By Kelsey Jochum, BSW, Certified Concierge Care Advisor

More and more seniors regularly use the internet in our increasingly digital world. A 2018 Pew Research survey found that 66% of Americans over the age of 65 were internet users. That number increased after the start of the COVID-19 pandemic, when the internet became the safest way to communicate with our loved ones. Beyond socialization and entertainment, more seniors are going online for other aspects of daily life such as shopping, banking, reading the news, and accessing medical information. As we continue to utilize the internet and it becomes enmeshed in our daily lives, it is imperative that we consider the inherent risks that come with the great power and convenience of cyberspace.

It’s important to know the red flags. Be suspicious of any communications (call, text, email, or otherwise) that create a sense of urgency or require you to respond to a crisis, provide sensitive information (such as credit card or bank account info) or insist on payment by wire transfer or gift card – DO NOT REPLY – this is very likely a scam. Hang up or walk away from the computer and contact a trusted source to verify the legitimacy of the request.

People online aren’t always who they say they are. Be wary of strangers appearing to be your friends or loved ones. It is all too easy for criminals to hide their identity and appear trustworthy. If anyone requests to be your “friend” on social media, only accept their request if you are 100% sure it is their account. Even better, pick up the phone and call or text them just to verify. If anyone online asks you for money or sensitive info, STOP and assume caution. Never send money, financial, or personal information to anyone you have never actually met.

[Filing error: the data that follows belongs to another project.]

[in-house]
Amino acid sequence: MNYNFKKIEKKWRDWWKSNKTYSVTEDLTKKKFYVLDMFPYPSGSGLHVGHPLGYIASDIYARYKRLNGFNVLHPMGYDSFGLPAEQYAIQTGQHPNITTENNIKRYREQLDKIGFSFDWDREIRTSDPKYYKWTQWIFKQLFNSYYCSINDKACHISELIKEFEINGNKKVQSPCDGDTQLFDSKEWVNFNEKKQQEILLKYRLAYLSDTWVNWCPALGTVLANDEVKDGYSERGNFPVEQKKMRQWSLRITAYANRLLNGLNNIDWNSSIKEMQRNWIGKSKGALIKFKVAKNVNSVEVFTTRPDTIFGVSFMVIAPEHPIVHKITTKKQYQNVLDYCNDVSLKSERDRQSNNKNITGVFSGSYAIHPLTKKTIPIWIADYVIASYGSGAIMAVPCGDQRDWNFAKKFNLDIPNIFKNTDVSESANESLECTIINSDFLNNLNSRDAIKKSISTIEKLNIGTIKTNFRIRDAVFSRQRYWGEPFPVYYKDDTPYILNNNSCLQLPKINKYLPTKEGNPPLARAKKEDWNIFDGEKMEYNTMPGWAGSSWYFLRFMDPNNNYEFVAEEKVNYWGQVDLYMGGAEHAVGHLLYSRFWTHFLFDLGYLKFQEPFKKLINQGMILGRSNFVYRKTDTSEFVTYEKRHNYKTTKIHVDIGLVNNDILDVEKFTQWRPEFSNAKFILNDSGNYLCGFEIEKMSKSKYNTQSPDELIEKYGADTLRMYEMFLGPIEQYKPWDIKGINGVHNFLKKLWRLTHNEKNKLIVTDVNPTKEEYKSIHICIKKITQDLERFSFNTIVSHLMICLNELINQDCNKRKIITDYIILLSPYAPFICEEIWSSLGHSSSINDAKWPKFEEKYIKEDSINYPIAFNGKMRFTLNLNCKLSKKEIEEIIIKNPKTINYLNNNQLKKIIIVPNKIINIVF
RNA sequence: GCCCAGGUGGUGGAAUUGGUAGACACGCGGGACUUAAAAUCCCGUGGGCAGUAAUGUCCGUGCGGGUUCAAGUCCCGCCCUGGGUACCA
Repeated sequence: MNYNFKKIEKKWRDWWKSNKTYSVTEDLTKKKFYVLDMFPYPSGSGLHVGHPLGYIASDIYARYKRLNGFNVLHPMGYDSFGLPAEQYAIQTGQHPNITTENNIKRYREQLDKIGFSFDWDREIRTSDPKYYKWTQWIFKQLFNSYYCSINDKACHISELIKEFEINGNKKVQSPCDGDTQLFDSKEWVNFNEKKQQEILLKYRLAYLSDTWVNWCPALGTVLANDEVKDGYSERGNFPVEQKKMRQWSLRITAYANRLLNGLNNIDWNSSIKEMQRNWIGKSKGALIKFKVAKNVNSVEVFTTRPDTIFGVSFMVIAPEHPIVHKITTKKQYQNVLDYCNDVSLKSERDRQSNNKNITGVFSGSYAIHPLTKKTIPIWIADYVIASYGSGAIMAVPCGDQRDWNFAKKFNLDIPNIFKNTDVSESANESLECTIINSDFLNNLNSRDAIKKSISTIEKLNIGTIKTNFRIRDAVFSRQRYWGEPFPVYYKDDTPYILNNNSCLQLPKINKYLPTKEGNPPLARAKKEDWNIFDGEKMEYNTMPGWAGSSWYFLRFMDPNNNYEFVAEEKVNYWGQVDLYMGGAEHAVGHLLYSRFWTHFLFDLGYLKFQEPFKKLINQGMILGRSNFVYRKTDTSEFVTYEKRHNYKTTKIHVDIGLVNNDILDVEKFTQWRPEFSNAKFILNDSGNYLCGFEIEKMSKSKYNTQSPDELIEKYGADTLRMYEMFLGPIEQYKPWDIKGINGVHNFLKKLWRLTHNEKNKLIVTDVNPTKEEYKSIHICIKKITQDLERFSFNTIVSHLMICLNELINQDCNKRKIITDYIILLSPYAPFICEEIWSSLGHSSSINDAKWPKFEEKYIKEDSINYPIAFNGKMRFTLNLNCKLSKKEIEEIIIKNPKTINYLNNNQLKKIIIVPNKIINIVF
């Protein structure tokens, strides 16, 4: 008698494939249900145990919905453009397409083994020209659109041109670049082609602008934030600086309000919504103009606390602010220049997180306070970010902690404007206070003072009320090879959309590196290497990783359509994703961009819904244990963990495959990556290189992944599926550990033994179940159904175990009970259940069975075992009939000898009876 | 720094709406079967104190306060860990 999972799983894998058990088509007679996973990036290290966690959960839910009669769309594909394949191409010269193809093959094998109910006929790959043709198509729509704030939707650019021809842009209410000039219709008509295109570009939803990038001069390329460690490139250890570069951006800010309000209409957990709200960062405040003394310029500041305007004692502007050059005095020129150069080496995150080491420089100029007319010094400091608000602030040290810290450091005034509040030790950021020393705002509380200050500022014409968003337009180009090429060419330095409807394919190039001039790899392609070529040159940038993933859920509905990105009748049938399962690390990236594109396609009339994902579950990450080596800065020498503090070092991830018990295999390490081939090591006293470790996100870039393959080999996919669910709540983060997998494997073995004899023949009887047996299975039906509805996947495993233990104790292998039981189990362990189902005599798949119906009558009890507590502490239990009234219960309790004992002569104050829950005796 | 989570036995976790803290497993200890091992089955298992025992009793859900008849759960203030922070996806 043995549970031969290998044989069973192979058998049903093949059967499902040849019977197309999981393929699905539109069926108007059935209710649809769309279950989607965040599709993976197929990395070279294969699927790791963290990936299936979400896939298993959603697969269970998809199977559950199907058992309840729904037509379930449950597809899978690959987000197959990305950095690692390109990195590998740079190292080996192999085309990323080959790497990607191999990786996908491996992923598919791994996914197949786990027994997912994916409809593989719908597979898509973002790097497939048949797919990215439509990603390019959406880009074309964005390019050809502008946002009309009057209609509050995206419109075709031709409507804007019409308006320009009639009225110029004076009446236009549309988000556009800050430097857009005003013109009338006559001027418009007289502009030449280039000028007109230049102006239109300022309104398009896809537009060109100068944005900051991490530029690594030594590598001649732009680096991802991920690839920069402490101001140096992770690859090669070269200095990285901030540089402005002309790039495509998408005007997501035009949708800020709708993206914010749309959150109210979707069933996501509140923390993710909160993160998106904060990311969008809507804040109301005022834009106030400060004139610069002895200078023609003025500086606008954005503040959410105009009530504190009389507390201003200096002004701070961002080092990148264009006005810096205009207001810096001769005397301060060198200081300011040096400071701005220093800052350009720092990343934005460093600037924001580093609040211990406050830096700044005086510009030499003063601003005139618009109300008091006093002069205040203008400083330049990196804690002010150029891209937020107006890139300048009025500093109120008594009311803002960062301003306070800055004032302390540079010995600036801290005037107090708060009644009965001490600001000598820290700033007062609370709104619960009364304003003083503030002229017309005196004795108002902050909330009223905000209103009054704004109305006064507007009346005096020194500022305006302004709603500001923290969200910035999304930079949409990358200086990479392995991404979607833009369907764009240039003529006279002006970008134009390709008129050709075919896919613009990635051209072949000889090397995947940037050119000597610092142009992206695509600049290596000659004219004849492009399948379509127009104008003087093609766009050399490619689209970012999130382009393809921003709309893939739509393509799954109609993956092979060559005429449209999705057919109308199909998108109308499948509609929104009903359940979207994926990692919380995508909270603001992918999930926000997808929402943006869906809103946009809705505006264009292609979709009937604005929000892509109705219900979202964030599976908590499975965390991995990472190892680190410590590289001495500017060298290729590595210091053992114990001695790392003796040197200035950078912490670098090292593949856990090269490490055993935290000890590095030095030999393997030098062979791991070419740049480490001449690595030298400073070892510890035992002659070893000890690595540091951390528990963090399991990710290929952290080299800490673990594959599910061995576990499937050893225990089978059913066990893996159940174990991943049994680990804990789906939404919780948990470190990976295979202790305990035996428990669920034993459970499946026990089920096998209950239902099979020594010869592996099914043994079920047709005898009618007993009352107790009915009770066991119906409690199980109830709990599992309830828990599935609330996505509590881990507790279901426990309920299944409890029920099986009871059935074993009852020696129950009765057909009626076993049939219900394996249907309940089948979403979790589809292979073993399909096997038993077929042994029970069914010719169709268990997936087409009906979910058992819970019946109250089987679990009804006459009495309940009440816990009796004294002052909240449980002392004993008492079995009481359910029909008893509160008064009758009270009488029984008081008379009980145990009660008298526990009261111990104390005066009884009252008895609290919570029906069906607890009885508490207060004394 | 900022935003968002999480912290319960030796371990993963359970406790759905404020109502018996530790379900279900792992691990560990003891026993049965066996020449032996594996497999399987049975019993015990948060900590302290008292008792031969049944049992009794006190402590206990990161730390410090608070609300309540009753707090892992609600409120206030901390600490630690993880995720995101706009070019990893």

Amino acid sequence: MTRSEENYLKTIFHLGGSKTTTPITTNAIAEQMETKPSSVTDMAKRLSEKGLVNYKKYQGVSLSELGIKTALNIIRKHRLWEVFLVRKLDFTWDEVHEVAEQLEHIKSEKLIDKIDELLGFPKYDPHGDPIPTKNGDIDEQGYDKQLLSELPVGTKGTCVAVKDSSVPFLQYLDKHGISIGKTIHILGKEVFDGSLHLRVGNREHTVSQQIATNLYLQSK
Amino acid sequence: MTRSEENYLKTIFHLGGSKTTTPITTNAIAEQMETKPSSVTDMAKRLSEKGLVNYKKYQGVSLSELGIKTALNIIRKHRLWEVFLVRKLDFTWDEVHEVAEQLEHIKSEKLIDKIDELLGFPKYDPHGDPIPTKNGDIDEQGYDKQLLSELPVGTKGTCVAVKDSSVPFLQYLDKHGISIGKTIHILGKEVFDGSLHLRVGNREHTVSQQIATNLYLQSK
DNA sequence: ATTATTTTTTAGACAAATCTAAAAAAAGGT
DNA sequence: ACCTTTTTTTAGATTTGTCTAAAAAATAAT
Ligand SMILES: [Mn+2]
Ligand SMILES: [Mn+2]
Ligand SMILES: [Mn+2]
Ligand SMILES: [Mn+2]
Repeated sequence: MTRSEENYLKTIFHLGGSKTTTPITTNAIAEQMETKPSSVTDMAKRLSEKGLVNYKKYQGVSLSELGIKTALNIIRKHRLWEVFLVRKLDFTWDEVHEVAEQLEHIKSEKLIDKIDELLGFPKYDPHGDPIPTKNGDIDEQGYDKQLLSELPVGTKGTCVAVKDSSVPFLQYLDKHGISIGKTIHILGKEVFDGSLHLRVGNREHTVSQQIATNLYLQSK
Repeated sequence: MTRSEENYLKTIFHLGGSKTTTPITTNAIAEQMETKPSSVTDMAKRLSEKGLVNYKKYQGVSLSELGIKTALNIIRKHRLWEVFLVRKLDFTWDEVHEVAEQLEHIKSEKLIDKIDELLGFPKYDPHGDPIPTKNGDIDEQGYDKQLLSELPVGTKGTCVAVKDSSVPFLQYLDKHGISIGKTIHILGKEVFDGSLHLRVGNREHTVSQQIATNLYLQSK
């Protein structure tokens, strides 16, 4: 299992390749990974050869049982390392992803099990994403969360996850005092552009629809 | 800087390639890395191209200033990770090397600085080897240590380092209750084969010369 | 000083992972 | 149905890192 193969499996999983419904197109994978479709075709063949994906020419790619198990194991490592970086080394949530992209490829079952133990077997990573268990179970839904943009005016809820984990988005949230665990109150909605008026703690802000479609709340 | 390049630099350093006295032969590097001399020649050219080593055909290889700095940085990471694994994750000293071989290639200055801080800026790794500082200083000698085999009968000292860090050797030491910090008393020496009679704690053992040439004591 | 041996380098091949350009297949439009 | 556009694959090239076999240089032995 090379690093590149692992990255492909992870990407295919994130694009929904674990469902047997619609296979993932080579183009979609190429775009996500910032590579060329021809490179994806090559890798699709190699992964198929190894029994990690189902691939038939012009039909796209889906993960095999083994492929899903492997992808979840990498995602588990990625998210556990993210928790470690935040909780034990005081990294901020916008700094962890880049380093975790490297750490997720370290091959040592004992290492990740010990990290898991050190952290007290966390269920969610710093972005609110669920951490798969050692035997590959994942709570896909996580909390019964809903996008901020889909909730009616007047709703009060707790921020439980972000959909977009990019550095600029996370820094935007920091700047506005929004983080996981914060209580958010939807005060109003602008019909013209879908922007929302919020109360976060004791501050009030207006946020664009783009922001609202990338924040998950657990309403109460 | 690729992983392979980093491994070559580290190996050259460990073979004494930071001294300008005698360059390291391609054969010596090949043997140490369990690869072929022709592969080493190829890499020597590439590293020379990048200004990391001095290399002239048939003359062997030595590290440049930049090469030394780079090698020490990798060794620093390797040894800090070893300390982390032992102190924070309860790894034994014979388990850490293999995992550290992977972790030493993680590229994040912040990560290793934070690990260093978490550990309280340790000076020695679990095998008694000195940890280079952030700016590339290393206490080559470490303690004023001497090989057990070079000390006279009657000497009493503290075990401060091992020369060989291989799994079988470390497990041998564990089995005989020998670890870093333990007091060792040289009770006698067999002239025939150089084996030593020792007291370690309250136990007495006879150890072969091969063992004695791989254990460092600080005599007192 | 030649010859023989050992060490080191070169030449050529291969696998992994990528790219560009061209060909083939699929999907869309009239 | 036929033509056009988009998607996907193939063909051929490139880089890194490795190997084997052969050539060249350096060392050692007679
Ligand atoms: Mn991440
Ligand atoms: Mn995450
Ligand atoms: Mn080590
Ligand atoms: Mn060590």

Be wary of clicking on links or downloading anything that comes from a stranger or that you were not expecting. Clickable links in emails/texts/etc. are the easiest way for cyber criminals to access your sensitive information.

Create a long, unique password. Experts recommend using a strong passphrase at least 12 characters long, something easy for you personally to remember, and add in a few special characters throughout. Just as important, do not store passwords on your devices. Use a passcode to unlock your computer, tablet, and phone. Securing your devices keeps prying eyes out and can help protect your information in case your devices are lost or stolen.

Be cautious how much you share on social media. The more details you post, the easier it could be for someone else to use that info to steal your identity, access your data, or commit other crimes. Just because a website asks you to enter your address, phone number, or mother’s maiden name, doesn’t mean you actually need to – or should! – answer honestly.

For more on this topic, Washington State’s Office of the Attorney General has a great article discussing the key components of online safety and security, which you can read here –